A final class goes against the key benefit of using OOPS, which is Extensibility. So, think thrice before making a class final, only if you really think that safety is the need of time and you don’t want any of the users to use a different version of your methods, which is why you want to make your class final. We write a final class as:

So, what happens if we try to extend a final class??

Exactly! We get a compilation error as:

Error – Can’t subclass final classes

Final Methods

A final method simply makes it final. By saying that we mean that it’s definition cannot be changed. In other words, it cannot be overridden in any of the subclasses.

It’s not like “Final methods cannot be inherited”. Of course it can be! In fact it will be inherited from superclass to subclass and subclass can use (call) it, but it cannot be overridden, which means that you will not be able to override (modify) the behavior of final method in any subclass.

Final keyword is often used to enforce the API functionality of a class.

Let’s see the Thread Example.

The Thread class has a method called isAlive() that checks whether a thread is still active. If you extend the Thread class, still there is no way that you can correctly implement this method yourself, since the designers have decided to make this method final.

It is just like an example we have seen earlier about String Class, where the whole class required to be final, but here we can extend the Thread class, which is non-final, but we cannot override isAlive() method, thus giving implementation security.

Final Variables

There are three types of variables in Java:

  1. Class Variables
  2. Instance Variables
  3. Method Variables

One general rule applicable to all the three types of variable is that, being final, once a particular value is assigned, it cannot be changed.

For example, the below code is INVALID, since the value assigned to a final primitive variable cannot be changed and remains the same forever.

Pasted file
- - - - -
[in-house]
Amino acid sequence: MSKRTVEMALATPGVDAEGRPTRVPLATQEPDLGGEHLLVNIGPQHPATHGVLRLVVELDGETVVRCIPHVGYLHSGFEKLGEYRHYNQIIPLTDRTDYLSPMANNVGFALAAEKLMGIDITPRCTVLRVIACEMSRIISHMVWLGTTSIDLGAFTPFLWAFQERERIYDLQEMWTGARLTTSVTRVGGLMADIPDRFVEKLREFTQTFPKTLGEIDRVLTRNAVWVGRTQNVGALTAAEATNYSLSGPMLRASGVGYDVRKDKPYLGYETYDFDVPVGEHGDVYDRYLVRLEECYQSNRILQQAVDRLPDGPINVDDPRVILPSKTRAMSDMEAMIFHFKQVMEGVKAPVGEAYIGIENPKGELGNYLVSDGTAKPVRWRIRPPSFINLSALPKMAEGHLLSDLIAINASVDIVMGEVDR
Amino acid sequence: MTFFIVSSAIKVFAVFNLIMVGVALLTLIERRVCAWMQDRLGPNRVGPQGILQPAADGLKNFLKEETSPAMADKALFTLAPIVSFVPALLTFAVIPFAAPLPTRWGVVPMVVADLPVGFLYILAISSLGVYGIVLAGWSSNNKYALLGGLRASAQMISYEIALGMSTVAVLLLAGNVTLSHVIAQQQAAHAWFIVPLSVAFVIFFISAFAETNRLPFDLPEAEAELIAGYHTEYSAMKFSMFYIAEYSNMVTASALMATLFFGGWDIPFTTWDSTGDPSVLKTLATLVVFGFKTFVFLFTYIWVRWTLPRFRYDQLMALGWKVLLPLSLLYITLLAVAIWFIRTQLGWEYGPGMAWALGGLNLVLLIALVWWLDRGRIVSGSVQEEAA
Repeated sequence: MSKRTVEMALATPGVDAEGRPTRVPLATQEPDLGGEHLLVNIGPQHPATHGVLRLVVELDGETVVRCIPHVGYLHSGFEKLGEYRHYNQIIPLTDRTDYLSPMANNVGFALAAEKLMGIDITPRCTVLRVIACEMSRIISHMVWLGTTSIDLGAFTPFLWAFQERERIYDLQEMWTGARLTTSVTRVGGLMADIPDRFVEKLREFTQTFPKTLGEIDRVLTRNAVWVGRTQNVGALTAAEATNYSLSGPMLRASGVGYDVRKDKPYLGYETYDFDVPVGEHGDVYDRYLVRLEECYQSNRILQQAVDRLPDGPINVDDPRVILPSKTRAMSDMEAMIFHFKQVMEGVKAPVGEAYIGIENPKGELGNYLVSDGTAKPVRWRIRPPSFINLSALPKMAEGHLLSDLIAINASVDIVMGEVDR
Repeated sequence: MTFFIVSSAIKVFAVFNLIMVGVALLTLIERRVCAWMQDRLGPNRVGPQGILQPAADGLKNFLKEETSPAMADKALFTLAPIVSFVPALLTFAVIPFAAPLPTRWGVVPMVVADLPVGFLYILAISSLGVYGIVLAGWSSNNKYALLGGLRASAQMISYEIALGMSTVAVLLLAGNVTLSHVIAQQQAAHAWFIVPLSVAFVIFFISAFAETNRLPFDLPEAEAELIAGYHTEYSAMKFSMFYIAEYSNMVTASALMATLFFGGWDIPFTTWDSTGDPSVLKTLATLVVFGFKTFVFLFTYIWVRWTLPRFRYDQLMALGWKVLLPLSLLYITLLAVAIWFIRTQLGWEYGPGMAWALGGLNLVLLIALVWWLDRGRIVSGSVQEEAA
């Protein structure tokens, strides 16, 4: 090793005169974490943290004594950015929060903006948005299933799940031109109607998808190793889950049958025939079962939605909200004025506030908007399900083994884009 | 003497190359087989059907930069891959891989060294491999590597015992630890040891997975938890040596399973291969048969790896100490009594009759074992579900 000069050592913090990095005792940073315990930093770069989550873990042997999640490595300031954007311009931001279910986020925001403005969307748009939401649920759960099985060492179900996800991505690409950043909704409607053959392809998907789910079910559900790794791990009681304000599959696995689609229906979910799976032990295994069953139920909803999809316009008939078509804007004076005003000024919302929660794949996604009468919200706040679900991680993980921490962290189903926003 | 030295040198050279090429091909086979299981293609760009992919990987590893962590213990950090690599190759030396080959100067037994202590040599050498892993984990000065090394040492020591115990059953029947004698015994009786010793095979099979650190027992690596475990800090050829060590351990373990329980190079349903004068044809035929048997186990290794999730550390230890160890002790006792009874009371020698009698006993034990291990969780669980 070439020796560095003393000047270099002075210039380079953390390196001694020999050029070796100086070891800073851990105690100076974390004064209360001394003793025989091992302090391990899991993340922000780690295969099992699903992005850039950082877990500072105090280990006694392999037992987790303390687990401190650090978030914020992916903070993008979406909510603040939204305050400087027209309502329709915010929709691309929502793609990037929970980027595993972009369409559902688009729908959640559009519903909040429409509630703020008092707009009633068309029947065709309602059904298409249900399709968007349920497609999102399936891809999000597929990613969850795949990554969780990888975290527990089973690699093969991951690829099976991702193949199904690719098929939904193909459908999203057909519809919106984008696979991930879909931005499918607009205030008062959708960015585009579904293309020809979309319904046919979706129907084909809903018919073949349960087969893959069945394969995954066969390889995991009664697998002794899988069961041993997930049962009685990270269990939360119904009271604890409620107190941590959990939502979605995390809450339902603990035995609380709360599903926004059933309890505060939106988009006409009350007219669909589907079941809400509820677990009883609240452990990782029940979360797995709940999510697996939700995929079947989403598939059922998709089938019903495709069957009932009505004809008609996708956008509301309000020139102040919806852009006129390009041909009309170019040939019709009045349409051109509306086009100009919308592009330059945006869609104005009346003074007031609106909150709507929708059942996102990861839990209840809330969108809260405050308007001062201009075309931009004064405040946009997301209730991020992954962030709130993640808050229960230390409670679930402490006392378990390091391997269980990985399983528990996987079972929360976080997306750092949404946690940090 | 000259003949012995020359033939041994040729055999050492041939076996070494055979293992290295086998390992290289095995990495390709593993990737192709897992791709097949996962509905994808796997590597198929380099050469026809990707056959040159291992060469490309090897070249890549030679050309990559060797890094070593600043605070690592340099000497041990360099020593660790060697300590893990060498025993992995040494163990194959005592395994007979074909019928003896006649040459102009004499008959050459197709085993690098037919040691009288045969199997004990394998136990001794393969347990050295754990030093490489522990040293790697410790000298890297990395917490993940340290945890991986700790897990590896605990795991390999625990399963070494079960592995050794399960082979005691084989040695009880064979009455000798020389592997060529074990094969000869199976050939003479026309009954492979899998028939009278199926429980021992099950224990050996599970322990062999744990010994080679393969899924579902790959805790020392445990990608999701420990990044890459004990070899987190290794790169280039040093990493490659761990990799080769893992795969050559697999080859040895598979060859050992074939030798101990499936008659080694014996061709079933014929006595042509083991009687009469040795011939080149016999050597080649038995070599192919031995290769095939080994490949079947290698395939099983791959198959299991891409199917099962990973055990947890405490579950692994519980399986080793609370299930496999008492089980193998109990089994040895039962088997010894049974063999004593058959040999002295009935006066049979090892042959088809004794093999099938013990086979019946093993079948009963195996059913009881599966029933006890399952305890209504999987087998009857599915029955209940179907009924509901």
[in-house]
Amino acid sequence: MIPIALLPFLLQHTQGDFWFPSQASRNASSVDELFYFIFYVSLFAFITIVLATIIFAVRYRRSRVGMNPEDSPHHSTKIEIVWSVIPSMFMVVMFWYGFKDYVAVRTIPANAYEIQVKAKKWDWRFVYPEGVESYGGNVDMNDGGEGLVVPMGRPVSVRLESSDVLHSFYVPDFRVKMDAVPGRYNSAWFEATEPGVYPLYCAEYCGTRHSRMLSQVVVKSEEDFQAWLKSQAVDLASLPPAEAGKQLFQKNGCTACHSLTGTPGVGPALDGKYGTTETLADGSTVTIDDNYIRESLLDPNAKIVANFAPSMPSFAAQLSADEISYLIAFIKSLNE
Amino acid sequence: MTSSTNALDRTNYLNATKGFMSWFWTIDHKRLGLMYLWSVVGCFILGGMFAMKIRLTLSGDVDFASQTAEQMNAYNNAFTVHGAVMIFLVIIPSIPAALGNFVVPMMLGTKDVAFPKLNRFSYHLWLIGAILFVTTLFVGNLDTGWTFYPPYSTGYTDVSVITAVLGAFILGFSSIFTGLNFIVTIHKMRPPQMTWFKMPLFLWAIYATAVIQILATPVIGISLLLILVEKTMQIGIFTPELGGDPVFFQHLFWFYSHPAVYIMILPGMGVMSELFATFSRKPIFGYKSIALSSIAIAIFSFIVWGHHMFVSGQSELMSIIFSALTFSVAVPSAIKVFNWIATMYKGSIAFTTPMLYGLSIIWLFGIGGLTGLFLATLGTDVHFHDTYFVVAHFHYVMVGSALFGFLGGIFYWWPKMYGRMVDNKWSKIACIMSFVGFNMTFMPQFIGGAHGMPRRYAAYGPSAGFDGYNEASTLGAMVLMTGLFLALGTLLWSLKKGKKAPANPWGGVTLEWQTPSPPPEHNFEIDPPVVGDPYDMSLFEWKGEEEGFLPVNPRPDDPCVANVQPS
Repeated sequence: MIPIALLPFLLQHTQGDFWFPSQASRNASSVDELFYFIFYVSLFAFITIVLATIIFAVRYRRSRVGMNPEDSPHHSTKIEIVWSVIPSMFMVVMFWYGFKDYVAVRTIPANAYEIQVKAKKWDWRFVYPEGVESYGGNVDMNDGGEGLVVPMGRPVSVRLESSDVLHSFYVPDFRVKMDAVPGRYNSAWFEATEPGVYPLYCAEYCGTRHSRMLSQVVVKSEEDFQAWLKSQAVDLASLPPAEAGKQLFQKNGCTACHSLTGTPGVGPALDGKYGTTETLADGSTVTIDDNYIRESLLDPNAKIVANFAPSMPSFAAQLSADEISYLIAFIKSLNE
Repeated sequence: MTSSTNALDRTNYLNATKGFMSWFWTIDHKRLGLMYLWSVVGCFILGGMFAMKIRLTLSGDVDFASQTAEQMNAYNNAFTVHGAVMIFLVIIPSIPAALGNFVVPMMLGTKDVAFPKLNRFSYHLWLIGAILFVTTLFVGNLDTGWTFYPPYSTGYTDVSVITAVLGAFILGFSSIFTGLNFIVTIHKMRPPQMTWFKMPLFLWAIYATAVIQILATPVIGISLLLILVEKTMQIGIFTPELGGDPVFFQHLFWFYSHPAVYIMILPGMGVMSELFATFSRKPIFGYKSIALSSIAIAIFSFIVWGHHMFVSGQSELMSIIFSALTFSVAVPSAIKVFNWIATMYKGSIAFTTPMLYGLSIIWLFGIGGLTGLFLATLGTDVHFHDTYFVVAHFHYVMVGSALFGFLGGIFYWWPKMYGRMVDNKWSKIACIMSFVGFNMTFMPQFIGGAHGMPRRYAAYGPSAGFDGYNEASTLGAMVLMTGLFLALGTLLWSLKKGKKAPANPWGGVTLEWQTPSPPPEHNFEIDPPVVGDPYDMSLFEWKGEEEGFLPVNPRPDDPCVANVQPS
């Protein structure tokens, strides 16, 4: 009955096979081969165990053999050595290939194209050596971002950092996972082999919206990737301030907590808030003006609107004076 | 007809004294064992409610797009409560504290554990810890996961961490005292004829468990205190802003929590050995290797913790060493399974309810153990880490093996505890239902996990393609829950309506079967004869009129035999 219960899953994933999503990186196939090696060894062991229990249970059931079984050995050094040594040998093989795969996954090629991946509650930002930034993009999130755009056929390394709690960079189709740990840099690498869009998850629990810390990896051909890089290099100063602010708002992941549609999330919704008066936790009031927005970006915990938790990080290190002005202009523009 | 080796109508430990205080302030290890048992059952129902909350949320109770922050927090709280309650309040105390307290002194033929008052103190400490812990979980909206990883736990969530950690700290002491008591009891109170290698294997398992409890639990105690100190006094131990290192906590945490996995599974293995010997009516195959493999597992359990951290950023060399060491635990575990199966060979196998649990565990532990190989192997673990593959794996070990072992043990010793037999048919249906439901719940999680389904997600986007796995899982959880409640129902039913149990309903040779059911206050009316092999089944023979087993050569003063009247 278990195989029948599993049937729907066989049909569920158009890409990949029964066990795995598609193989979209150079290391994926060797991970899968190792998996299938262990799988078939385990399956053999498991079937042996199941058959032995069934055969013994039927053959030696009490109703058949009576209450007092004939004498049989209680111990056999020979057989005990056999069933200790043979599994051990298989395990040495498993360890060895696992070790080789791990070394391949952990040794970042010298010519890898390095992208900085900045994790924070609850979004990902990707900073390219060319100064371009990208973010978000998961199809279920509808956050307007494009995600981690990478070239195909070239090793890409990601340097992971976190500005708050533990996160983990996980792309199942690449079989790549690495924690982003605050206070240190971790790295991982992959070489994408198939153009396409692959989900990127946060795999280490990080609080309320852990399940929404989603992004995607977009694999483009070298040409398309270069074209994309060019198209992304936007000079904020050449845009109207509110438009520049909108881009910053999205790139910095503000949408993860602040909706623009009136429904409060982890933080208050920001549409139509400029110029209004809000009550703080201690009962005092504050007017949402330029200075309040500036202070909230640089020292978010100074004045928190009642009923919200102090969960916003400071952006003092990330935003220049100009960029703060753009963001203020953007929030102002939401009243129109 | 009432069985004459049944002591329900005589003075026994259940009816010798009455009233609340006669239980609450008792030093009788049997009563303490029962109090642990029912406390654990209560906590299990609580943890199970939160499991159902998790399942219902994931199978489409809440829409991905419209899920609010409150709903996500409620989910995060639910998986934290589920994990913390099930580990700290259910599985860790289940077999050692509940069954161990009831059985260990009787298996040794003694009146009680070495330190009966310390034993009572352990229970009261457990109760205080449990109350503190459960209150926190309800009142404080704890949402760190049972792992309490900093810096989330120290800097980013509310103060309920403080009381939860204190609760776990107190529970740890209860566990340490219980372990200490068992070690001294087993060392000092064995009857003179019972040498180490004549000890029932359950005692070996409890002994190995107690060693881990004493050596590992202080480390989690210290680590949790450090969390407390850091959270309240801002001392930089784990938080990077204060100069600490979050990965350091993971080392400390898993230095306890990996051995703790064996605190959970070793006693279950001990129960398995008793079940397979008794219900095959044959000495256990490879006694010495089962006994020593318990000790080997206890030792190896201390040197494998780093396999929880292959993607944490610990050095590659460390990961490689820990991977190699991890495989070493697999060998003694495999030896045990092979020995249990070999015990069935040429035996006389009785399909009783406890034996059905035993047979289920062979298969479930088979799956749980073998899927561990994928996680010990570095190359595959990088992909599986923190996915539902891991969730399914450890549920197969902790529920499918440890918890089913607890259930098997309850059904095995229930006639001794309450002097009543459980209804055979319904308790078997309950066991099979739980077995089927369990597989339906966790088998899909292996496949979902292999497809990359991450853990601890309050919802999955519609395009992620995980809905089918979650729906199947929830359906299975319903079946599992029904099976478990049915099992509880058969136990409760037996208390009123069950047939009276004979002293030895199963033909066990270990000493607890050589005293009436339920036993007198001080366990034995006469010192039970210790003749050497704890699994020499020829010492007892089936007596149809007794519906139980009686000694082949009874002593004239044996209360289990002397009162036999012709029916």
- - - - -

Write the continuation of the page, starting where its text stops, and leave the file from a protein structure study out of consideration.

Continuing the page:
Now let’s check out the below code:

By definition if you try to understand the above code, then the last two lines would seem very much wrong. But that’s not true. The first statement where we are explicitly setting the employeeId into the referenced Employee object is correct, whereas the other statement where we are reassigning the final Employee object reference variable to point to a new Employee object is wrong. This is because, we can update the data within the referenced object to any extent, but the reference variable marked as final cannot be reassigned to point to a different object.

Can final variables serve the purpose of Constants in Java?

Class variables are declared with static keyword and a single copy of each is created for multiple class instances, but still their values can be updated in static methods. Therefore a class variable cannot serve the purpose of a Java Constant. In contrast, instance variable declared with a final keyword would create a single copy for each class instance. So multiple class instances would also lead to multiple copies of the final instance variable. Therefore simply a final instance variable would also not suit to serve as a Java Constant. However, if we declare a variable as static final, will never allow us to modify it’s value and the assignment happens only once, while keeping a single copy for multiple class instances. So it lodges the feature of both static and final. In Java world, such static final variables are actually referred to as Constants. We declare Java Constants as: